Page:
This is a continuation of our “Why Read” discussion. Remember, we started by defining the three broad reasons to read. Then we talked about pleasure and education. Last week, we continued our discussion by looking at the union of story and perspective.
We are modern. We deal with the immense power provided by technology and with our place in a rapidly advancing society. Part of being modern is admitting you are unsure where you belong, who you are, and what you’re expected to do. To engage in the process of coming to terms with these modern realities you must read.
In “How to Read Literature Like a Professor”, Thomas C. Foster explains, “every culture has its own body of myth that can explain things that other disciplines can not. This is some of the most meaningful literature to spend time on.” Modern Philosophy is too engaged with semantics to be the answer. Literature is now the way we learn to deal with our modern predicament. Let’s look at three examples.
Farming and Ranching Were Once the Ways We Exercised Dominion Over Plants and Animals
According to Henry David Thoreau ancient poetry and mythology suggest husbandry (the cultivation of plants and animals) used to be a sacred art. The methodical tilling of ground in preparation for planting combined with the use of animals for just the right purpose were worshiped. They were the object of ceremony and ritual. Husbandry was a way we exercised dominion over plants and animals.
Most of us no longer farm or ranch. Many that still do perform the task as corporations primarily motivated by creating excess to sell for wealth. Without an idea of where we fit in the “food chain” we lose touch with reality. This is a modern predicament. Think about this, though, in the case of a food shortage who do you want in charge of the food supply? Someone who has read “The Grapes of Wrath” or someone who thinks literature is a waste of their time.
Destructive Technology is Our Creation – We Must Read to Manage it Responsibly
Technology is one way we bring our imaginations into the physical world to meet a specific need or desire. We have expansive imaginations and have shown the ability to create what our minds can see. Sometimes, those imaginings are of destructive forces. Nuclear weapons and other “weapons of mass destruction” are more prevalent and feared now than ever.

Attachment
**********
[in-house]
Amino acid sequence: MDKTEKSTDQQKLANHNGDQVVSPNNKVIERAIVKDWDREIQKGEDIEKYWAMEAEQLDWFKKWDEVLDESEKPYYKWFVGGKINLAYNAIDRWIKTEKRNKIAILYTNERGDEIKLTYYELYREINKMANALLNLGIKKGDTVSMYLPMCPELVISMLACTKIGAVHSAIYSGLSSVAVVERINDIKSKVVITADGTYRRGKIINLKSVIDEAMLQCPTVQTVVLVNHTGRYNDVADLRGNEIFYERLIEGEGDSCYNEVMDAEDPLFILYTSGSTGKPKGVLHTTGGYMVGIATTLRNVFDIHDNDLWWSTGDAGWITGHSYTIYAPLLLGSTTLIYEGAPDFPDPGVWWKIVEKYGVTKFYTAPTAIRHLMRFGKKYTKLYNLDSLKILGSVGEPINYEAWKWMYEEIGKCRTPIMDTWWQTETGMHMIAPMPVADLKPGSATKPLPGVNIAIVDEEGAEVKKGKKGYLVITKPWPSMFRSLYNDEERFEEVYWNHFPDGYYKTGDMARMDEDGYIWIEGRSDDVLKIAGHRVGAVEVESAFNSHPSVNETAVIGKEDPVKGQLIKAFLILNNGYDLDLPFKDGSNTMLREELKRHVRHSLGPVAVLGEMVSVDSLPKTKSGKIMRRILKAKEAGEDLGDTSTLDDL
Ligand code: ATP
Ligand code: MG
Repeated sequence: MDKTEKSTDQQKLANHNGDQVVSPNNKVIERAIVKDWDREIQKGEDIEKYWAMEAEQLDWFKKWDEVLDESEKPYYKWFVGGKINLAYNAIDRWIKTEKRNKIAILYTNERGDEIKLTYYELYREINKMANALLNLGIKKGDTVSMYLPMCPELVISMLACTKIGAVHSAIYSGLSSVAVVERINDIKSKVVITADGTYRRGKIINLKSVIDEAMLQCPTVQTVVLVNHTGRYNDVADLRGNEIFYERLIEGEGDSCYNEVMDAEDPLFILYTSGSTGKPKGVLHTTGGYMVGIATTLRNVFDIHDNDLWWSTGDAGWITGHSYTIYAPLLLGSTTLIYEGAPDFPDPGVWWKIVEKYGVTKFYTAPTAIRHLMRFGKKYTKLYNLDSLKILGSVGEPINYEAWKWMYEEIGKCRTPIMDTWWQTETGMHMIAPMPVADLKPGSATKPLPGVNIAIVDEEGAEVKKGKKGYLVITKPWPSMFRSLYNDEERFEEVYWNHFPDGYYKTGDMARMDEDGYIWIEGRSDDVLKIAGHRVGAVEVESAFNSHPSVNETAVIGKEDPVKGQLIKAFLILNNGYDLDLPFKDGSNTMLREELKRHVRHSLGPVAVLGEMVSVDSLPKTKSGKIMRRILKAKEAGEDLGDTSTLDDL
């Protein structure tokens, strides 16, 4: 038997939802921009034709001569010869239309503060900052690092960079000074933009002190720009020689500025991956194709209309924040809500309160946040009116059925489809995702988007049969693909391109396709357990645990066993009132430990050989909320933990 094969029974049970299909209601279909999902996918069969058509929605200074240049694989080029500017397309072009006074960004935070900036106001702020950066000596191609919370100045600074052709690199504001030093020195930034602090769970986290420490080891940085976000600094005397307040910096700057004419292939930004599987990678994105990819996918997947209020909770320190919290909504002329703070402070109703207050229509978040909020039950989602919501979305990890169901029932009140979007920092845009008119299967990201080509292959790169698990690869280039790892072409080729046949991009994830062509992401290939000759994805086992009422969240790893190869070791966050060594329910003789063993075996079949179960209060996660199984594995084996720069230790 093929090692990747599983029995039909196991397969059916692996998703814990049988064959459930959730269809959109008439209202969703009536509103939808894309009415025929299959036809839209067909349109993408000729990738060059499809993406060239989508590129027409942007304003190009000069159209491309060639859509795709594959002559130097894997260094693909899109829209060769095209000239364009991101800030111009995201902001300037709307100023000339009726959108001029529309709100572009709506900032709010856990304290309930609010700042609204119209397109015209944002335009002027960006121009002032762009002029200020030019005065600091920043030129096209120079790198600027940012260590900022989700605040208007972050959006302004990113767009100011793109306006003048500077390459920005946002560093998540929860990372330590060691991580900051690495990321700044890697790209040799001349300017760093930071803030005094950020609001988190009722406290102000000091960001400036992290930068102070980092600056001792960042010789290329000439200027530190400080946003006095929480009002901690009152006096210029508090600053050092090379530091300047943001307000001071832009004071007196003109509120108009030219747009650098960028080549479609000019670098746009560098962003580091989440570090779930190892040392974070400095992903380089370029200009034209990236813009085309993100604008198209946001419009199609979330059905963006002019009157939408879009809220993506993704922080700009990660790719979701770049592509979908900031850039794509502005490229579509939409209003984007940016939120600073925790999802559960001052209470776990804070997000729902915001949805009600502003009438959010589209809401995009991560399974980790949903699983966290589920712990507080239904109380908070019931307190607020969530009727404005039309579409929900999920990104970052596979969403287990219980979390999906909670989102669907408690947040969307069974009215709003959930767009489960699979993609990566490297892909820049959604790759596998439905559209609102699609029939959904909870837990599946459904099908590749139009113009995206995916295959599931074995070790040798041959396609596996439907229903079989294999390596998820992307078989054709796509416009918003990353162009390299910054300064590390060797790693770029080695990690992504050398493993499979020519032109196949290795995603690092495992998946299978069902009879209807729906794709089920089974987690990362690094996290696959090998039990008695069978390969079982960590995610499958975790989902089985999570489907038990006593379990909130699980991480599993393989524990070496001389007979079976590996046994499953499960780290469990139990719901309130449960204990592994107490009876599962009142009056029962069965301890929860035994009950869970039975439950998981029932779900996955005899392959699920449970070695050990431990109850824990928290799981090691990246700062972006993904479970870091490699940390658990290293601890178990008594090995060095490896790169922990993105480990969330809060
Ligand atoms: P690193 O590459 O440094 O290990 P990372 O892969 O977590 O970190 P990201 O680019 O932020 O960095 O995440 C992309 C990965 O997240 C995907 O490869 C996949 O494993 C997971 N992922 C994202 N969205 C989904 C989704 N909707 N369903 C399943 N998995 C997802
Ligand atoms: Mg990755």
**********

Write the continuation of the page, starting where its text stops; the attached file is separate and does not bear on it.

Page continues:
We need a counterbalance to these forces. We need to spend as much time studying the beauty of our nature as we spend learning how to destroy. I would trust the man with his finger on the nuclear bomb more if he had read “Catch-22.”
Generation Y is now Generation C
Recently, Generation Y was renamed Generation C where C stands for “connected” (arguably D would have been just as valid where D stands for “distracted”). We are defined by our connections. What if those connections are severed, though? What if those connections never form the way they should. What if the very nature of our connections leave us feeling more lonely and depressed than before?
The master of loneliness was David Foster Wallace. He captured its essence because he felt truly alone and depressed, I think. Would you be able to connect to a truly lonely and depressed person better if you’ve read “The Pale King?” Would you be in a better position to understand the impact of even a digital connection if you saw it expressed in literature? I think so.
How Does This All Relate to Perspective?
The scientific evolutionary model tells us we are animals. Our minds tell us something different. We perceive ourselves as capable of adaptation, more intelligent, and more artistic than animals. If our perceptions are true we should act like it. We should exercise those skills which make us different. Creative thinking is our evolutionary niche.
Reading leads to understanding which leads to new perspective. New perspective might teach you how to live in a modern world where we no longer struggle to survive, but instead struggle with how to think and feel. New perspective can show you how to deal with powerful technology in a responsible way. New perspective can teach you how to connect in a world filled with constant interaction.
The next time you think to yourself, I am nothing, I have nothing to offer, or I am wasted space, turn to a book. Instead of feeling lost attempt to understand your place in the world. One beautiful and true sentence can bring you back. It can help you to know your place among plants, animals, and neighbors.